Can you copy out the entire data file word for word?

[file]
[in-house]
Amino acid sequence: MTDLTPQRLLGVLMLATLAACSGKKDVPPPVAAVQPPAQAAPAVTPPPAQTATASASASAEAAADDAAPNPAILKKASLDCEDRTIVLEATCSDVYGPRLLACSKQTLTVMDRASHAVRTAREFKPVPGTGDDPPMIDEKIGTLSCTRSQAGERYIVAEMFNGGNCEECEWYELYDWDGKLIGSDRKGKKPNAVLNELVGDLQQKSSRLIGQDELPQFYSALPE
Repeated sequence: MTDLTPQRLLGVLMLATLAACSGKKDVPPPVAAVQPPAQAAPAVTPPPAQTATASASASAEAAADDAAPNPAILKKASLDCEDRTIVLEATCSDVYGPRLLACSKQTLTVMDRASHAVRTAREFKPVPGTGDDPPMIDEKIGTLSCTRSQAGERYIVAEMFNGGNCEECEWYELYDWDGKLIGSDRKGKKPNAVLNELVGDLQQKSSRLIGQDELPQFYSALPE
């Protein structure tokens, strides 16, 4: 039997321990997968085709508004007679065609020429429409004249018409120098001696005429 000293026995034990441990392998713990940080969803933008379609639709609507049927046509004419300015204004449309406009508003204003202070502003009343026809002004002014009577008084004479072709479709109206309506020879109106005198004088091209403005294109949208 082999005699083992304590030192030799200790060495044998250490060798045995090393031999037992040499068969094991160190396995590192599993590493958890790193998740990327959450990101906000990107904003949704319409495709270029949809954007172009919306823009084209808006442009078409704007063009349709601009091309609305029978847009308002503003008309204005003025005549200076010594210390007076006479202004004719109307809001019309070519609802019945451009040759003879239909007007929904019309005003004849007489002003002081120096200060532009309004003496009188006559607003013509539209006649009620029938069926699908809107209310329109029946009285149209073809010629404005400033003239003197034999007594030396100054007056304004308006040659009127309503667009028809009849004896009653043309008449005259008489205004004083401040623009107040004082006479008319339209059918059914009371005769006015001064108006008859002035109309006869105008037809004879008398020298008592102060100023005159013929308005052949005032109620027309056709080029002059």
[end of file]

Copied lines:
[in-house]
Amino acid sequence: MTDLTPQRLLGVLMLATLAACSGKKDVPPPVAAVQPPAQAAPAVTPPPAQTATASASASAEAAADDAAPNPAILKKASLDCEDRTIVLEATCSDVYGPRLLACSKQTLTVMDRASHAVRTAREFKPVPGTGDDPPMIDEKIGTLSCTRSQAGERYIVAEMFNGGNCEECEWYELYDWDGKLIGSDRKGKKPNAVLNELVGDLQQKSSRLIGQDELPQFYSALPE
Repeated sequence: MTDLTPQRLLGVLMLATLAACSGKKDVPPPVAAVQPPAQAAPAVTPPPAQTATASASASAEAAADDAAPNPAILKKASLDCEDRTIVLEATCSDVYGPRLLACSKQTLTVMDRASHAVRTAREFKPVPGTGDDPPMIDEKIGTLSCTRSQAGERYIVAEMFNGGNCEECEWYELYDWDGKLIGSDRKGKKPNAVLNELVGDLQQKSSRLIGQDELPQFYSALPE
């Protein structure tokens, strides 16, 4: 039997321990997968085709508004007679065609020429429409004249018409120098001696005429 000293026995034990441990392998713990940080969803933008379609639709609507049927046509004419300015204004449309406009508003204003202070502003009343026809002004002014009577008084004479072709479709109206309506020879109106005198004088091209403005294109949208 082999005699083992304590030192030799200790060495044998250490060798045995090393031999037992040499068969094991160190396995590192599993590493958890790193998740990327959450990101906000990107904003949704319409495709270029949809954007172009919306823009084209808006442009078409704007063009349709601009091309609305029978847009308002503003008309204005003025005549200076010594210390007076006479202004004719109307809001019309070519609802019945451009040759003879239909007007929904019309005003004849007489002003002081120096200060532009309004003496009188006559607003013509539209006649009620029938069926699908809107209310329109029946009285149209073809010629404005400033003239003197034999007594030396100054007056304004308006040659009127309503667009028809009849004896009653043309008449005259008489205004004083401040623009107040004082006479008319339209059918059914009371005769006015001064108006008859002035109309006869105008037809004879008398020298008592102060100023005159013929308005052949005032109620027309056709080029002059």